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Nudge: Cigarette butts- Not for littering but for voting
Selagea Vasile Ioan, Simeanu Carla Maria, Stancu Elena Alexandra
Lucian Blaga University of Sibiu, Department of Journalism, Public Relations, Sociology and
Psychology Sibiu, Romania
Abstract:
Humans are not always rational beings, so therefore we have a large scale of techniques meant
to improve the decision making process in such way that individuals would choose what is
useful for society or for they own long term wellbeing. In the following paper we present a
technique of environment manipulation which offered great results in inducing a desired
behavior among students: throwing cigarette butts in special bins. The results show how facile
the process of life improvement can be stimulated trough nudge.
Keywords: environment, littering, recipient, voting, nudge.
Introduction
The picture of a man who is rational, making his own decision in an unbiased way was the
approach promoted by the mainstream economics. This vision created by the economists is
nowadays contradicted by the results from behavioral sciences researches which present a
human who does not always think rationally and how uses cognitive short-cuts, social norms
and pressures in the process of making decisions (Moseley & Stoker, 2013). These results
replace the image of homo economicus with the image of a person who has bounded rationality
and how does not make deliberate decision (Mont, Lehner & Heiskanen, 2014).
In the paperwork In search of the lost nudges (2015), Guilhem Lecouteux states that
standard economic theory is built on the assumption that people act as if seeking to satisfy
stable and coherent preferences and are instrumentally rational given their beliefs and
preferences.
The term “nudge” refers to “any aspect of the choice architecture that alerts people`s
behaviour in a predictable way without forbidding any options or significantly changing their
ecomonic incentives” (Thaler & Sustein, 2008, p. 6).
From economic behavior perspective, Kahnemann (2011) stated that all situations have
in one way or another the architecture of a choice, even if it is not built explicitly. This
architecture refers to the informational or physic structure of the environment, what influences
the way in which the choices are made (Thaler & Sunstein, 2008). Nudge therefore refers to the
deliberate changes what are made within choice’s architecture, changes what will influence
people’s behavior by changing the environment itself, what allows individuals to make a choice
almost automatically. This may be accomplished by simplifying the offered information or by
changing the order of choices so that it would facilitate taking the socially desirable decision. In
other words, nudges do not try to change someone’s values or to increase the amount of
information, but focuses on allowing decision making and manifesting the individual behaviors
which are useful for society and usually serve individual’s long term interests (Thaler &
Sunstein, 2008).
For understanding how the nudges work it is imperative to understand how the human
behavior works in taking a decision from the perspective of economical psychology. Therefore,
to understand the behavior which a nudge wishes to change, a looking into Daniel Kahneman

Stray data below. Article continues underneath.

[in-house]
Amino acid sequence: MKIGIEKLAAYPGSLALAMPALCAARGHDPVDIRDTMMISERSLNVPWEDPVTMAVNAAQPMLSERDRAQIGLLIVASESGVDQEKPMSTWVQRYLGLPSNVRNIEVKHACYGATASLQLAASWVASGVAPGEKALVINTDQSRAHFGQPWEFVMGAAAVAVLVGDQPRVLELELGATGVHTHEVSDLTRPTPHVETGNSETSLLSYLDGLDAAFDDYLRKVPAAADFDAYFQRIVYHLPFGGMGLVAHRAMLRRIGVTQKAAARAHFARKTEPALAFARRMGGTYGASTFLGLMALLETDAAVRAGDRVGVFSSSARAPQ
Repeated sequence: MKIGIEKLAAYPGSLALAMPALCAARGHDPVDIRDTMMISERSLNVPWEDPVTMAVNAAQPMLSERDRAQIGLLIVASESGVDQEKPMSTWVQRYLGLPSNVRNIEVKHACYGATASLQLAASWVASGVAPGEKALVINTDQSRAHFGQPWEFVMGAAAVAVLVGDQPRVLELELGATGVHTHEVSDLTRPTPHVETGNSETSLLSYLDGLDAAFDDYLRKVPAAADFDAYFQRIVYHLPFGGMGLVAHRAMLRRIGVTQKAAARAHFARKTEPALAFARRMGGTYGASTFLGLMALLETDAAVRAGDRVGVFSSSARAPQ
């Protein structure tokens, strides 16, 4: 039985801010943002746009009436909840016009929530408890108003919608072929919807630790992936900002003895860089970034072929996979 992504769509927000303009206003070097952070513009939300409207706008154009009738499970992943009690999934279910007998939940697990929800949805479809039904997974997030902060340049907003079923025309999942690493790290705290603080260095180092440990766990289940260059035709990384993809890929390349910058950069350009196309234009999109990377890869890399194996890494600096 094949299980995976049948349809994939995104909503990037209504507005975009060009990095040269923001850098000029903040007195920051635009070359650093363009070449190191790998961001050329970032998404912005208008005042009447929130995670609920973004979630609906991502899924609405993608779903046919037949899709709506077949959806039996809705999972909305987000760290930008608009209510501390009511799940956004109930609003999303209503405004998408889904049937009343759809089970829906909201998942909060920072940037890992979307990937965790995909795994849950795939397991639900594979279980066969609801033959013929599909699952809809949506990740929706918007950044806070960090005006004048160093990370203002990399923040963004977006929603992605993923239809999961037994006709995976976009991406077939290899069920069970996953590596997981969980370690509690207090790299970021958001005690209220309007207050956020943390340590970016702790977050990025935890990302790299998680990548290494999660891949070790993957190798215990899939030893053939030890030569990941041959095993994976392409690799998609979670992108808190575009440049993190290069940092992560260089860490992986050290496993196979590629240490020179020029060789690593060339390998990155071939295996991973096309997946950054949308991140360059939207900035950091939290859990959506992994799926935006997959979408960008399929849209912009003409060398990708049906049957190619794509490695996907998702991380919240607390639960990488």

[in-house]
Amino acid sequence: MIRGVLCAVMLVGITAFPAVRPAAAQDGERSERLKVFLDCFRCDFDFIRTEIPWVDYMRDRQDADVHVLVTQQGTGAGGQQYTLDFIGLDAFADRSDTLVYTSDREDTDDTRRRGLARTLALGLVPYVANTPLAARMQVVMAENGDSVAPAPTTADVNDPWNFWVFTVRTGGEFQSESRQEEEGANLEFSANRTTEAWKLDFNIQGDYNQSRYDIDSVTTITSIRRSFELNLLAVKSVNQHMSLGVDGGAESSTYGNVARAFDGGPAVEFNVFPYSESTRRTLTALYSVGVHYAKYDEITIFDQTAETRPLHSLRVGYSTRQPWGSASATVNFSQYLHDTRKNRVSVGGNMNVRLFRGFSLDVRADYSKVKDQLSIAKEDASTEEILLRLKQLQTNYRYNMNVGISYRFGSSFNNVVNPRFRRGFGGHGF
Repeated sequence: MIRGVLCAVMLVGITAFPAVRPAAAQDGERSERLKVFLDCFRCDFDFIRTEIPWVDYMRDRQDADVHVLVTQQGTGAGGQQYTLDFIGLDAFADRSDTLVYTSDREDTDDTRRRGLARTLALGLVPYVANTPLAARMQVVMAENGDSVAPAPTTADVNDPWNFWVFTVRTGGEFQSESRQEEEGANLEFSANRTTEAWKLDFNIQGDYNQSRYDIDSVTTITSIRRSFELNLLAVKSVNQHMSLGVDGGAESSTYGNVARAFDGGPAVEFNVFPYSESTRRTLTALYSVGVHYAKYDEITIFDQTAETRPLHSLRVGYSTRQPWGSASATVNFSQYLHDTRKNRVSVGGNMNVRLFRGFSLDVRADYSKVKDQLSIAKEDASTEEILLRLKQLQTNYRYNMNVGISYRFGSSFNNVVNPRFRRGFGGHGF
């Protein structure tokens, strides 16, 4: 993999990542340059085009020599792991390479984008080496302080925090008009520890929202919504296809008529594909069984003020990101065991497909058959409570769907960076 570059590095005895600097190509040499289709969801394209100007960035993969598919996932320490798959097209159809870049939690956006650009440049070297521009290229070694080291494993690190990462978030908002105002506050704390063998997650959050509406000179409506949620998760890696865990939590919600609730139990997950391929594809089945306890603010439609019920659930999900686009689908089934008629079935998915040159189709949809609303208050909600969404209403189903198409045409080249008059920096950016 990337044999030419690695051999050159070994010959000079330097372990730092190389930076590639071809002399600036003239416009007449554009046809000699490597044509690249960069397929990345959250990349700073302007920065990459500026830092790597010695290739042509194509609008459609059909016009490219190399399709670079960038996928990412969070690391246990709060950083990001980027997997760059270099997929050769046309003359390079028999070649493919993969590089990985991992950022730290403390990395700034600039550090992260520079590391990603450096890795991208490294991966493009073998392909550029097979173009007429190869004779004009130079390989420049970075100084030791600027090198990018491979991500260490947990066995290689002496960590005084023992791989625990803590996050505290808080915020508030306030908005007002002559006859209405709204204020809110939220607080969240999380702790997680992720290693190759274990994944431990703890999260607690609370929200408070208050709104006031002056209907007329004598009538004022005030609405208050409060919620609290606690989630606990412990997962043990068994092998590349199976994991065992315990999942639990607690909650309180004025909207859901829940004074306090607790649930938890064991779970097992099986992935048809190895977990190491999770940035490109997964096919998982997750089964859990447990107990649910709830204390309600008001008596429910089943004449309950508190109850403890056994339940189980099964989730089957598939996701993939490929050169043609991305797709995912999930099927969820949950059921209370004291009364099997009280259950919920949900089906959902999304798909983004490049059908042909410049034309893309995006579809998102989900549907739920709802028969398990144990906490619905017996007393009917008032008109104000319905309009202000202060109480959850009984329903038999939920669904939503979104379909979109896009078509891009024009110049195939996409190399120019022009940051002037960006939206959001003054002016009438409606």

(2011) decision making theory is necessary. Kahneman describes in his theory two systems of
thinking : system 1-fast (automatic ,intuitive) and system 2-slow (deliberate, conscious). While
system 1 is used for daily decisions system 2 is used for taking much more important decisions
that need thorough thinking. Nudges just as the most of the tools for changing behavior target a
changing in system 2 (Lehner, Mont, Heiskanen, 2015).
Aiming to „influence people`s behaviour in order to make their lives longer, healthier and
better” (Thaler & Sunstein, 2008, p. 5) the movement known as libertarian paternalism supports
the idea that humans have to be guided, but not forced to improve their lives. Researchers who
promote this approach think that the government should give citizens “a choice architecture that
encourages them to act in a way that achieves benefits for themselves and for their fellow
citizens.” (John, Cotterill, Richardson, Moseley, Stoker, Wales & Smith, 2011, p. 10).
Citing Thaler and Sunstein (2008), Mont, Lehner and Heiskanen present when a nudging
intervention could be undertaken. Thereby, they mention following situations:
When choices have delayed effects
When learning is not possible
When feedback can not be received
Nudge represents a collective construct for different instruments used o influence people’s
behaviour. This implies four categories of instruments: simplifying and reorganizing the
information, simplifying and reorganizing the physic environment, changing the default
policies, use of the social norms.
Nudging is built on the insight that not only the quantity and the accessibility of the
information is important, but also the way it is presented. Simplifying the information means
that it becomes more direct and presented in a suitable manner for it to be processed and to
facilitate the decisional process. This is useful in the context of complex products or services.
The framing refers to consciously providing information in such manner that it
would trigger certain values and attitudes in people.
Another method of simplifying and reorganizing the information is trough feedback. It is
well known the significant impact the environment has upon individual’s choices. Eg: The
product placement on shelves, inside the store (Goldberg & Gunasti,2007), small sizes of
plates and portion in “all you can eat” restaurants reduce the the amount of wasted food and
energy consumption (Freedman & Brocado, 2010; Rolls, Morris et al., 2002).
People often choose the path which has the fewest resistances. They prefer not to act unless
it is mandatory and have the tendency to procrastinate. Therefore we are influence by the
default options which determine the result of decision in case the people do not react. Eg.: A